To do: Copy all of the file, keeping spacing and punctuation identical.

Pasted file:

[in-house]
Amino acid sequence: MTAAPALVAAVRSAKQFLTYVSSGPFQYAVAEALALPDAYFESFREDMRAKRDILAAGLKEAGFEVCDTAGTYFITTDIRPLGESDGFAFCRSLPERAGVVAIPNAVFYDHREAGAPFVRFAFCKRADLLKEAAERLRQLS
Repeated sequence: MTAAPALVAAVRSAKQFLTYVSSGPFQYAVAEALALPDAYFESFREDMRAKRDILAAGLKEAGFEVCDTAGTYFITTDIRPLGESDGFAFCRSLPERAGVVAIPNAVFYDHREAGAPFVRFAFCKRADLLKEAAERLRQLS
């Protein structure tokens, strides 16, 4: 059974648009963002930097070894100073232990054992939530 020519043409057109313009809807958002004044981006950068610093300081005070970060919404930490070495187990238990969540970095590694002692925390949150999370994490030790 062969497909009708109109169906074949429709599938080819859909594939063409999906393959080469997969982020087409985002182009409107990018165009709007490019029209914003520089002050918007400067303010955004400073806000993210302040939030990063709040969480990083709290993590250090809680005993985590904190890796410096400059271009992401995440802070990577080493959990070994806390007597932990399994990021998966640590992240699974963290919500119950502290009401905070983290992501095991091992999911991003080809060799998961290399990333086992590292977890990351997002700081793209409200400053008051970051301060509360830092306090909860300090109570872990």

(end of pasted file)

[in-house]
Amino acid sequence: MTAAPALVAAVRSAKQFLTYVSSGPFQYAVAEALALPDAYFESFREDMRAKRDILAAGLKEAGFEVCDTAGTYFITTDIRPLGESDGFAFCRSLPERAGVVAIPNAVFYDHREAGAPFVRFAFCKRADLLKEAAERLRQLS
Repeated sequence: MTAAPALVAAVRSAKQFLTYVSSGPFQYAVAEALALPDAYFESFREDMRAKRDILAAGLKEAGFEVCDTAGTYFITTDIRPLGESDGFAFCRSLPERAGVVAIPNAVFYDHREAGAPFVRFAFCKRADLLKEAAERLRQLS
């Protein structure tokens, strides 16, 4: 059974648009963002930097070894100073232990054992939530 020519043409057109313009809807958002004044981006950068610093300081005070970060919404930490070495187990238990969540970095590694002692925390949150999370994490030790 062969497909009708109109169906074949429709599938080819859909594939063409999906393959080469997969982020087409985002182009409107990018165009709007490019029209914003520089002050918007400067303010955004400073806000993210302040939030990063709040969480990083709290993590250090809680005993985590904190890796410096400059271009992401995440802070990577080493959990070994806390007597932990399994990021998966640590992240699974963290919500119950502290009401905070983290992501095991091992999911991003080809060799998961290399990333086992590292977890990351997002700081793209409200400053008051970051301060509360830092306090909860300090109570872990």